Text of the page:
"Yep. I just like to stir the pot."

Stir away, and I'll add an occasional dollop of spice. You never know, we might even get invited on "Iron Chef". ;)

Mark Hudson
(vesteroid) - MLife

Locale: Eastern Sierras
treadmill on 11/28/2010 09:27:37 MST Print View

Since all the trails I hike are now covered in snow, I have taken my training inside for the winter.

I wanted to stay with "hiking" based exercise, so I stared doign the treadmill.

I set the speed on 3 to 3.5 mph, and vary the elevation between 15 and 0 for my intervals.

I simply set it up to 15 and go till my heart rate gets up near the top of my training zone, then drop it to 0 till I recover...rinse, repeat for a hour.

jeffrey armbruster
(book) - M

Locale: Northern California
treadmill, etc. on 11/28/2010 10:31:28 MST Print View

Yep, in winter the gym is great. I wear a heart rate monitor and hit the stairmaster and the eliptical. Use the right amount of resistance on the latter and you will get a good low impact aerobic workout that actually strengthens your legs. Great for losing weight too, but you've gotta do it four times a week! Also, try hands free for a real sweatfest.

Of course, nordic skiing trumps everything.

Edited by book on 11/28/2010 10:40:38 MST.

Mike M
(mtwarden) - MLife

Locale: Montana
skiing and snowshoeing on 11/29/2010 10:29:35 MST Print View

x-country skiing and snowshoeing- you won't get much better than that- plus your getting out!

although I have to admit elk hunting in the snow is pretty darn good exercise as well :)

Val C
(GooseBumps) - F
fitness on 11/29/2010 14:57:47 MST Print View

Olympic-style lifting plus the isolation work that I do plus hiking/snowshoeing/long walks keeps me me fit and it's fun as hell. On more than one hike I've appreciated having upper body strength too, in addition to bomber leg and core fitness. I'm working on the mental piece by training for my first competition. It's all useful and transferable.

Adding trekking poles will increase the intensity of your hikes.

Find some activities you like to do... experiment and reap the benefits. Proper technique, as someone posted, is key.
Have fun.

Erik Danielsen
(er1kksen) - F

Locale: The Western Door
Winter on 11/29/2010 16:50:41 MST Print View

Walking in snow is actually pretty fantastic exercise. It's essentially walking with added resistance and instability, which should both increase the aerobic base and strengthen the leg's stabilizing muscles and train one's sense of balance.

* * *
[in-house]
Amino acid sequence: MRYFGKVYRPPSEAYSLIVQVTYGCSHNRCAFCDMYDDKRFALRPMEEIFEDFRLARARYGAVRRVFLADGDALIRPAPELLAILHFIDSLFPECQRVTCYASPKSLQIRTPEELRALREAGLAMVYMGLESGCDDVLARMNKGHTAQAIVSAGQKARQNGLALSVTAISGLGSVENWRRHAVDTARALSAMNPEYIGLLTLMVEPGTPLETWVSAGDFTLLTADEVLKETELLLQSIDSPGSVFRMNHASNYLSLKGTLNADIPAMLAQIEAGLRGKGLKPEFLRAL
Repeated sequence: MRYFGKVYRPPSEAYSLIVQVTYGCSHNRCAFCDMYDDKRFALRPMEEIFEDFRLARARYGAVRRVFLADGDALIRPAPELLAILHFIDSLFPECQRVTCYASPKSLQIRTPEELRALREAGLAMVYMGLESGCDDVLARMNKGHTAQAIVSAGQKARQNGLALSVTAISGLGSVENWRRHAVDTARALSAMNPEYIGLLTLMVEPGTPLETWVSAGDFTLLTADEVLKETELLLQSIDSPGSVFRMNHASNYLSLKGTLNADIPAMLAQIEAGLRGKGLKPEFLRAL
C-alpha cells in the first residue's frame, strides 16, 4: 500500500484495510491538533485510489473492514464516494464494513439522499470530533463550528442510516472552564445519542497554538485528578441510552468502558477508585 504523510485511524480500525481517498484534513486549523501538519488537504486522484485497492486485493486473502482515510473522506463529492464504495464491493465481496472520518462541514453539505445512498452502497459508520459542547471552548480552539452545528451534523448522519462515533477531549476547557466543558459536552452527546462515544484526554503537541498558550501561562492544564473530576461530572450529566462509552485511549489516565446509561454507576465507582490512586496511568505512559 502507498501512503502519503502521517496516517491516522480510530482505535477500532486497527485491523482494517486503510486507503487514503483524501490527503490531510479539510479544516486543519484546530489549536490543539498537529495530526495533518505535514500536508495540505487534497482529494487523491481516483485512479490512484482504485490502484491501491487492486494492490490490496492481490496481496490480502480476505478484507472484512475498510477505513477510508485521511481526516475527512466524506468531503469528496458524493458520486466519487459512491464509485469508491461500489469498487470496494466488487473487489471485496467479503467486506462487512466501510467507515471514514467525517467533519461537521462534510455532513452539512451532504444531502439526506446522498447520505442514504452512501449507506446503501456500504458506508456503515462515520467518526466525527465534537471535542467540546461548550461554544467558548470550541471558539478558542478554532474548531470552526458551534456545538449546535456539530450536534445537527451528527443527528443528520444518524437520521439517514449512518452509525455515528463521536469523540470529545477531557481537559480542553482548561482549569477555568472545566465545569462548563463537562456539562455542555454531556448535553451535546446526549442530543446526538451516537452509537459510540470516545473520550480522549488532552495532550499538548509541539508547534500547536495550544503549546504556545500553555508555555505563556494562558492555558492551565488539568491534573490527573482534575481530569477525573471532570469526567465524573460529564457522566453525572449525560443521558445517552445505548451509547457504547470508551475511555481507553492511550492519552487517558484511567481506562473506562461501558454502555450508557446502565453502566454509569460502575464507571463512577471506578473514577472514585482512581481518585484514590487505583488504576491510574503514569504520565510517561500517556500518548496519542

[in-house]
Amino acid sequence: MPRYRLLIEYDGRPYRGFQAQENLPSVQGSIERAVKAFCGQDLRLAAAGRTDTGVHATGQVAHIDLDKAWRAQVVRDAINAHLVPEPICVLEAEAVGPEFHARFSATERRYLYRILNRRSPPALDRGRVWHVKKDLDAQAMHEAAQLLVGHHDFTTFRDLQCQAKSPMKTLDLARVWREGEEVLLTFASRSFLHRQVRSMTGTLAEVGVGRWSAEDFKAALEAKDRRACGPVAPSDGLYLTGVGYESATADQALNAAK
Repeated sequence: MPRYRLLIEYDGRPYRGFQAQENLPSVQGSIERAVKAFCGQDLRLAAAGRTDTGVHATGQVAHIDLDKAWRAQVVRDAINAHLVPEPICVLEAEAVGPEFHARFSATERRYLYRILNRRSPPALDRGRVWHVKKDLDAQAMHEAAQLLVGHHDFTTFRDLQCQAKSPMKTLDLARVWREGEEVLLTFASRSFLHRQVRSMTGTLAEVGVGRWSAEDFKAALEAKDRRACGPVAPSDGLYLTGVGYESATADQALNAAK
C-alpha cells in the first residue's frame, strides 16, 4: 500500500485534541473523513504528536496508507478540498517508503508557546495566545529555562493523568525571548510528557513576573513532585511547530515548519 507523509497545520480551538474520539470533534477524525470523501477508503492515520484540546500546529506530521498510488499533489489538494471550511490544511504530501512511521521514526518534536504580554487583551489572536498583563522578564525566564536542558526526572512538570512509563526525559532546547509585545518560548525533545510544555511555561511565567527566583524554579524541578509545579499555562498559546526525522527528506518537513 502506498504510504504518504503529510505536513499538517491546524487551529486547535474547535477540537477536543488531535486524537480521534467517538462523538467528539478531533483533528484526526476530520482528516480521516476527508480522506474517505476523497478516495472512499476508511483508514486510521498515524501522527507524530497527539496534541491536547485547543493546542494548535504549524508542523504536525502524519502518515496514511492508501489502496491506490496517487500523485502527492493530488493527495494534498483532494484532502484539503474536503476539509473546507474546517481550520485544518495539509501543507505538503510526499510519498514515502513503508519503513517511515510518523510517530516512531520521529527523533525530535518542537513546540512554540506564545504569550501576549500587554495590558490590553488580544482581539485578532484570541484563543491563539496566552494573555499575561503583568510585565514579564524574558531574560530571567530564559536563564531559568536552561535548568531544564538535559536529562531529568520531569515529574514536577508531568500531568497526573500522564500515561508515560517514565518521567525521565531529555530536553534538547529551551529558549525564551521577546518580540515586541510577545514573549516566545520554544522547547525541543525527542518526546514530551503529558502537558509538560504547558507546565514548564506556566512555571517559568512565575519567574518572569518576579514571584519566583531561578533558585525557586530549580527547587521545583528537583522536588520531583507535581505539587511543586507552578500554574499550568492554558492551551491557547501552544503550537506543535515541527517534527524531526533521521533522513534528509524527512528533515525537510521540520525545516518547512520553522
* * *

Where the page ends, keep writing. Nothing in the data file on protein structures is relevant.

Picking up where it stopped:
All through highschool (and most of middleschool) I spent several months a year walking 2 miles each way to school and back through lake-effect snow (I'm from the Buffalo, NY area) which went from deep and heavy to crusted down and uneven to thickly iced over after the inevitable freezing rain hit. Once I was able to grow a beard, I enjoyed showing up in the morning with a chinful of frost; everyone thought I was crazy (they were probably at least a little right). I give this experience a lot of credit in the fact that I've never rolled an ankle or slipped on slick surfaces (I'm sure it'll happen, but I think the snow-walking helps).

So skis and treadmills and ellipticals and whatever are great, but don't skip the sidewalk/trail just because the powder's knee deep. Just be sure you're wearing waterproof footwear!

Where I live we just got our first snow on Saturday, and I am thrilled. Though the 10-mile bicycle commute to class tomorrow morning with forecasted freezing rain may be less pleasant... ah well, it's the last week of class.

Hiking Malto
(gg-man) - F
Eastern Sierra Fitness on 11/29/2010 18:48:04 MST Print View

Mark,
With your location you have the perfect setup for intense winter workouts plus you can be in the outdoors vs. the stuffy old gym. I have found few activities that are as intense as snowshoeing with elevation gain. And you have some prime locations on the east side that are nearly inaccessable to folks coming from the bay area.